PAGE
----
Off-exchange foreign currency trading, also called forex, is very risky. Beyond the general volatility between currency prices that any trader could face, fraud is prevalent in the market. In 2010, the then Chairman of the Commodity Futures Trading Commission (CFTC), Gary Gensler, deemed forex the largest area of retail fraud the CFTC oversaw. As technology has evolved, so have scams. Promoters once lured investors with the right to “control” a large amount of foreign currency with an initial payment of only a fraction of the cost. Today’s fraudsters often steal investors’ money using promises of fool-proof automated trading systems or “robots,” claiming that their systems can earn you vast wealth even while you sleep.
Off-exchange foreign currency trading is the buying or selling of currency in pairs such as the euro and the dollar (EUR/USD) or the British pound and Japanese yen (GBP/JPY). Profits or losses accumulate as the exchange rate fluctuates between the two currencies. Individual traders usually don’t see the foreign currency at all. Instead, they typically close out their commitments and calculate gains or losses based on price changes in that currency relative to another currency, over time.
Individual traders comprise a very small part of the forex market. Because of the potential volatility in the price of foreign currency, losses can occur very rapidly, wiping out an investor’s down payment in short order.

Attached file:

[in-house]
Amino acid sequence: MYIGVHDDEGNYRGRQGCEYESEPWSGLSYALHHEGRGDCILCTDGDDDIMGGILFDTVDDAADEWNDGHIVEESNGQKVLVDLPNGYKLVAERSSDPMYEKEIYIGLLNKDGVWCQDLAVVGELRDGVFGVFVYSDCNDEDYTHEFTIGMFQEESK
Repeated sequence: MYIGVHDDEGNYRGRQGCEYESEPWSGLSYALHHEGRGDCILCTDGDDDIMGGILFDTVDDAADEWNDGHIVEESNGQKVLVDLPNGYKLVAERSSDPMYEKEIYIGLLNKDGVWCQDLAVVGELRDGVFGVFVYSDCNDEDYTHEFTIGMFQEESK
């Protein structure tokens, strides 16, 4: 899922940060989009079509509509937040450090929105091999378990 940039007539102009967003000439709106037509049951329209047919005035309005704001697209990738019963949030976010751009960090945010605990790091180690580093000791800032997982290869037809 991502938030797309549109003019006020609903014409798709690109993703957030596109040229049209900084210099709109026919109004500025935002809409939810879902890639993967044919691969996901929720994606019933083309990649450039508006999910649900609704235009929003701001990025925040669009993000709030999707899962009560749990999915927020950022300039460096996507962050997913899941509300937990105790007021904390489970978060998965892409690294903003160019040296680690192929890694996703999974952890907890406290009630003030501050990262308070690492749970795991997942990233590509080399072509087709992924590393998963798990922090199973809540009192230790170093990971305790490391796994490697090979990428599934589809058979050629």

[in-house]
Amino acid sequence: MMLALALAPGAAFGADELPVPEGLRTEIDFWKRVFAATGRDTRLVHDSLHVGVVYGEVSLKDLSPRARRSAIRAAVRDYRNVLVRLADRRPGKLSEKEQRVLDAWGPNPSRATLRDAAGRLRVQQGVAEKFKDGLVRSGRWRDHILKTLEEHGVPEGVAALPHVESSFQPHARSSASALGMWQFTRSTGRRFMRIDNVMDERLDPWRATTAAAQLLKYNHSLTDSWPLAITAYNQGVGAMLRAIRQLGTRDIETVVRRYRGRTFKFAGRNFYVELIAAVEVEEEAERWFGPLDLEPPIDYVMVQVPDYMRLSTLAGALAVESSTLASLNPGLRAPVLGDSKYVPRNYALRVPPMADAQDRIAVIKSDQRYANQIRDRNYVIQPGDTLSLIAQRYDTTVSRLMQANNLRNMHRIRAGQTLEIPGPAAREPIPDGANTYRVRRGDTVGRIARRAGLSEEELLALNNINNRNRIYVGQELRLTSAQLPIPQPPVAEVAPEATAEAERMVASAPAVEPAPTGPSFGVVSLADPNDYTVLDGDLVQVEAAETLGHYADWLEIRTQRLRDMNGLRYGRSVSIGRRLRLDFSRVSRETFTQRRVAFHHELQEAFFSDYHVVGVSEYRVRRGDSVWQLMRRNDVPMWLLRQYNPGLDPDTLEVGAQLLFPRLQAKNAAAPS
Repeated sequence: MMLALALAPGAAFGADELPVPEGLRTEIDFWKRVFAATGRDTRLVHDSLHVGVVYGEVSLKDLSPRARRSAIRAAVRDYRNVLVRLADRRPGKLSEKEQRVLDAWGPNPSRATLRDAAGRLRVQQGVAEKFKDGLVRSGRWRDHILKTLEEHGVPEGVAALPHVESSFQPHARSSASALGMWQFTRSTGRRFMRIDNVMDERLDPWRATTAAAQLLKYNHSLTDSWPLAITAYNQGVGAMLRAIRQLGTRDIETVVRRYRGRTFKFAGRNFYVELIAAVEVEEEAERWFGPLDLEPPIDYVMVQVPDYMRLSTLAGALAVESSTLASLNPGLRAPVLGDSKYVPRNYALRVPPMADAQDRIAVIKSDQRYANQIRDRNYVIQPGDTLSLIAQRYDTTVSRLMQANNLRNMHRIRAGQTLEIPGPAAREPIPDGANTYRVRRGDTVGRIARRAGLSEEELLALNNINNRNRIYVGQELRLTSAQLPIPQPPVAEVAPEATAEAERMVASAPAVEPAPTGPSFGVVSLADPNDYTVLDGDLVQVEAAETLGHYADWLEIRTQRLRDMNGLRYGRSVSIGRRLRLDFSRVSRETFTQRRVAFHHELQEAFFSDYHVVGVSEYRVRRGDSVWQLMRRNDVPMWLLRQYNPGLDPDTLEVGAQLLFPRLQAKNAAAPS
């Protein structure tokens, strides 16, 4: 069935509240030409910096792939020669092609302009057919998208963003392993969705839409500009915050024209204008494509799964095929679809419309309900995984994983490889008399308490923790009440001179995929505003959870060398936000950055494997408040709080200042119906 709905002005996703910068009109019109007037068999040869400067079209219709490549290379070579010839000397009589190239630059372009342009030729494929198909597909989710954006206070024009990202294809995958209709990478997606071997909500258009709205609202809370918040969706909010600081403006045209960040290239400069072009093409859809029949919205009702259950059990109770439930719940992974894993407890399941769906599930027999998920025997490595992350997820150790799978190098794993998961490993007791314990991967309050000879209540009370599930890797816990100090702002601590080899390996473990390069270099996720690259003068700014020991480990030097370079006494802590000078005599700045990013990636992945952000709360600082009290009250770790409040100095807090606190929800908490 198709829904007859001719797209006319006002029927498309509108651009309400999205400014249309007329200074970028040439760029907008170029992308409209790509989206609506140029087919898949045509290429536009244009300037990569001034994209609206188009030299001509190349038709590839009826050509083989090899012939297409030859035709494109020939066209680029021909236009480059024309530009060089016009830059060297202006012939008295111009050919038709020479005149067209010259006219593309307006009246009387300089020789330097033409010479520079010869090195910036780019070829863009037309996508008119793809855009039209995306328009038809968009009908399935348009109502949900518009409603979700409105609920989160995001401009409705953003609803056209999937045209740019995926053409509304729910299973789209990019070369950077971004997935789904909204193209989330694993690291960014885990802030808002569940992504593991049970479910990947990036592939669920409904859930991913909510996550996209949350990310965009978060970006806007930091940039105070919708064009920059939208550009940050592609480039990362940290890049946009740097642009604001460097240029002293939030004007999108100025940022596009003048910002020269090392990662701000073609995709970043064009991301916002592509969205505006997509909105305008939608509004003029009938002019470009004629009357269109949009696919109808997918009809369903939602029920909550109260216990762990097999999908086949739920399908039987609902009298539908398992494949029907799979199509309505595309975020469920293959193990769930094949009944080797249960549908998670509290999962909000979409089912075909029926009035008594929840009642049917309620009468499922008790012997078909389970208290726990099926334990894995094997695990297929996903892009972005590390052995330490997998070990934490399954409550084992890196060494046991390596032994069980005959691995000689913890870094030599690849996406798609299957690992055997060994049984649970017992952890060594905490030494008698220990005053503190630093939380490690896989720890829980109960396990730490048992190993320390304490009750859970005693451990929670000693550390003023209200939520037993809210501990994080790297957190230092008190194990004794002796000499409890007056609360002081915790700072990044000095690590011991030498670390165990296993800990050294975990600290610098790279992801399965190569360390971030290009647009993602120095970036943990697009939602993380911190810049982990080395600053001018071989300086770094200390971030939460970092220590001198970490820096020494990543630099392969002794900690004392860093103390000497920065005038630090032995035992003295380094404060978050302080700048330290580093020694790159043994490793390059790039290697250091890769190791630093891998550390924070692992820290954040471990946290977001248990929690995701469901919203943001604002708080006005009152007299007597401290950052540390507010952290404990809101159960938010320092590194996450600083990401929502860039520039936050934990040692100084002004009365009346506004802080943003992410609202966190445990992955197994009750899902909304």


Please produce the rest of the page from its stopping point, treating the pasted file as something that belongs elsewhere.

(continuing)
Fraud close up
Forex scams attract customers with sophisticated online offers. These advertisements may peddle high-return, low-risk investment opportunities in foreign currency trading, or even highly paid currency-trading employment opportunities. Often, the victim’s money is never actually placed in the market through a legitimate dealer, but simply diverted for the personal benefit of the con artists.
Some fraudsters may also try to convince you that they can trade your money on the interbank market. The interbank market is not an exchange, but a group of agreements made only between major money center banks in the world. It is not open to individual investors. Still, cons will try to convince you that they have special access or other opportunities that most traders don’t. This is a fraud.
If you are tempted to trade, make sure you understand these products and take measures to better protect yourself. Be skeptical when promoters of foreign currency trading claim that their services or account management will earn high profits with minimal risks or that employment as a currency trader will make you wealthy quickly. The following are key tips to help you avoid some pitfalls:
–Run a check on your counterparties
-Do not use credit cards, mortgage your home, cash in your savings, or deplete your IRA to trade. You can quickly lose most or all of your money in this volatile market.
-Keep in mind that you trade on margin; you are responsible for losses that greatly exceed the dollar amount you deposited.
This article was produced by The Commodity Futures Trading Commission and not by the Quartz editorial staff.